Apartment N°50 in Le Corbusier’s brutalist Cité Radieuse get its interior design makeover
Every other year, between April and October, design devotees Jean-Marc Drut and Patrick Blauwart generously hand the keys of their Marseilles apartment over to a contemporary designer, inviting them to fill the space with examples of their work. Of course, this isn’t just any old interior. Drut and Blauwart live in Le Corbusier’s brutalist 1952 Cité Radieuse housing complex in Marseille, France, in an apartment which they lovingly restored themselves.
The collaborations with designers began in 2008, and since then have welcomed design world heavyweights such as Jasper Morrison, Ronan and Erwan Bouroullec, Konstantin Grcic, Pierre Charpin and Alessandro Mendini through their doors.
This year, its the turn of Éloi Chafaï and Jean-François Dingjian of Paris-based Normal Studio to act out their interior design fantasies in the 98 sq m space. Chafaï and Dingjian have obligingly moved 30 of their designs produced over the last decade into Drut and Blauwart’s home. The selection includes mass produced pieces, some of which have never been shown in France before, and also one-off prototypes, like the ‘Ready Made’ lamp for Carpenters Workshop Gallery.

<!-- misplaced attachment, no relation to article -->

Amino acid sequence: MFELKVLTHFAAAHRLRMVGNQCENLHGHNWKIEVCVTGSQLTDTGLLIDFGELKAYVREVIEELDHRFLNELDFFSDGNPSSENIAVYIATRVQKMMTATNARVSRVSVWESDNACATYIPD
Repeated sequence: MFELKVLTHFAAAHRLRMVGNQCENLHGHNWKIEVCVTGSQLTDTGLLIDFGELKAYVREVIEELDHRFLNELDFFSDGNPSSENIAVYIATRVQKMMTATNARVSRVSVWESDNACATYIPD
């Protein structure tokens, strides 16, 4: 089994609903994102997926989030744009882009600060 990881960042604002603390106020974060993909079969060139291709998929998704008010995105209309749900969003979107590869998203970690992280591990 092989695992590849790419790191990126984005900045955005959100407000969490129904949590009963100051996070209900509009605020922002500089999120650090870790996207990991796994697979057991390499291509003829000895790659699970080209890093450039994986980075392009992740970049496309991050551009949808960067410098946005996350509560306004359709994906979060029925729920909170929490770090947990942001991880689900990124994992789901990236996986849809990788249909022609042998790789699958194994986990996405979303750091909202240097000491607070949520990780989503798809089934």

Also on display for the first time is a series of lights designed by the studio at CIRVA (the International Centre of Glass and Plastic Arts) in Marseille. ‘We’re used to seeing our pieces in large spaces such as our studio, or a factory,’ said the designers. ‘So this is one of the rare times we can see a large group of our projects brought together in a domestic setting.’
The pieces are arranged across the apartment alongside a few select pieces of the owners’ existing furniture, which the duo opted to keep in situ while others were removed. Wishing to celebrate the experimental Cité Radieuse in their selection, the duo included several research projects relating to concrete such as the ‘Périmètre’ table prototypes.
‘For Le Corbusier, this material was an essential theme. While he worked with it on an architectural scale, in a more brutalist manner, we’re using it in a more domestic sphere, moulded in paper or textile, which makes it look lighter,’ explained the designers nodding to their ‘Strat’ tables and their ‘Delicate’ concrete panel with its subtle patterning.
As is tradition, Drut and Blauwart will remain living in the apartment throughout the duration of the exhibition, and afterwards will select a few pieces to keep as part of their permanent collection.§